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The EC insists that the Valencian citrus crisis is not due to South African imports

On Tuesday 18, the European Commission insisted that the crisis affecting the citrus sector in the Region of Valencia is structural in nature, and that "there is no data" backing the argument that the problems are caused by imports from third countries. This statement was released after looking into a complaint from Valencian producers presented to the European Parliament, in which they denounced the damage caused on Spanish citrus exports by the free trade agreement with South Africa.

The European Parliament will keep the case open, waiting for the European Parliamentary Committee on Agriculture to offer its own analysis and present its conclusions.

Despite what was stated by the representative of the Commission, MEP's of the Spanish political parties Unidas Podemos, Vox, PP, C's and PSOE have joined in the sector's complaints on the impact of the free trade agreement with South Africa, claiming that the citrus imported from this country are produced at a lower cost and are subject to lower phytosanitary standards.

The representative of the Commission said that Brussels is aware of the difficulties that citrus producers are going through in the Region of Valencia, and stressed that it is keeping in touch with producers to hear about their doubts; however, he also said that "the data does not show an increase in imports" from the African country. "Actually, the opposite is true."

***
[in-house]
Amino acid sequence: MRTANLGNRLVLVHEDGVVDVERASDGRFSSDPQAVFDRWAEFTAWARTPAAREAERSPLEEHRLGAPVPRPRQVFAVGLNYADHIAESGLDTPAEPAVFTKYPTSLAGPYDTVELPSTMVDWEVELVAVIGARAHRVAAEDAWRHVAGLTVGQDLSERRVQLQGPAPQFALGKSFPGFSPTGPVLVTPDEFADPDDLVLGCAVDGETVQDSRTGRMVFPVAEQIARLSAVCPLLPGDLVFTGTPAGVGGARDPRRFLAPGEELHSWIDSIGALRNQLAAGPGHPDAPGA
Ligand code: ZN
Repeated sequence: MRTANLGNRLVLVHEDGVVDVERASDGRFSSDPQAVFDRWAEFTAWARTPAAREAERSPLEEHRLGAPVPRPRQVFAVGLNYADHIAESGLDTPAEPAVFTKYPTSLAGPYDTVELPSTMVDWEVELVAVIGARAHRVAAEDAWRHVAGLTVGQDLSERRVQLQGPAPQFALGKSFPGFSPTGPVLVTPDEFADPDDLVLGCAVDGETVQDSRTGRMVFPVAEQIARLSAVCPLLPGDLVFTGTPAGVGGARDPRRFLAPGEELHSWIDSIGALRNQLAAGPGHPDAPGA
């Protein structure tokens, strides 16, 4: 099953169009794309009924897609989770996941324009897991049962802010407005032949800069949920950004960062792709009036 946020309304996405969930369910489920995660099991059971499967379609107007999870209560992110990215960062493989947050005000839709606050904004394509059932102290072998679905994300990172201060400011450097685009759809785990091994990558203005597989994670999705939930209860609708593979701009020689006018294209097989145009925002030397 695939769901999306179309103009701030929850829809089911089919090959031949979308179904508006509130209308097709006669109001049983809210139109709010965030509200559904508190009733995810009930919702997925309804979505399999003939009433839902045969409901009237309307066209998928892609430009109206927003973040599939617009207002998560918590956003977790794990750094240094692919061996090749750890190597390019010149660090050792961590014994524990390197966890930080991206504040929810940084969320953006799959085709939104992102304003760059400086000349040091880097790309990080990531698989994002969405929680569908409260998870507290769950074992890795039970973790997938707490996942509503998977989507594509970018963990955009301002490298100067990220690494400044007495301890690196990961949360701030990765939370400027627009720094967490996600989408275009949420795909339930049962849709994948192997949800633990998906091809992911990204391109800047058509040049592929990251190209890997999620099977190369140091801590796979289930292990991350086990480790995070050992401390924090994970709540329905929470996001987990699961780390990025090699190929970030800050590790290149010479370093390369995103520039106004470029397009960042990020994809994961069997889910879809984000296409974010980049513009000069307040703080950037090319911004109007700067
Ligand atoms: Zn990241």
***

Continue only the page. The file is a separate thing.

The expert has pointed to other problems affecting the Valencian production, such as the impact of the weather, which has resulted in a more limited production, with citrus fruits of smaller size and quality, and a drop in the demand because of the milder winter temperatures.

He also pointed to the problems on the French border as another factor that has harmed Valencian exports to the rest of the European Union, as well as to the lack of unity of producers in the Region of Valencia, as only 30% of producers are in organizations.

The lack of coordination, said the expert, is problematic, because the agrarian organizations are the ones that are eligible to receive certain EU funds or benefit from crisis measures aimed at reversing the situation.

"There are means and instruments at your disposal to manage the crises, which could be a consequence of overproduction, and measures to improve your competitiveness, with investment in rural development and environmental measures," he said.



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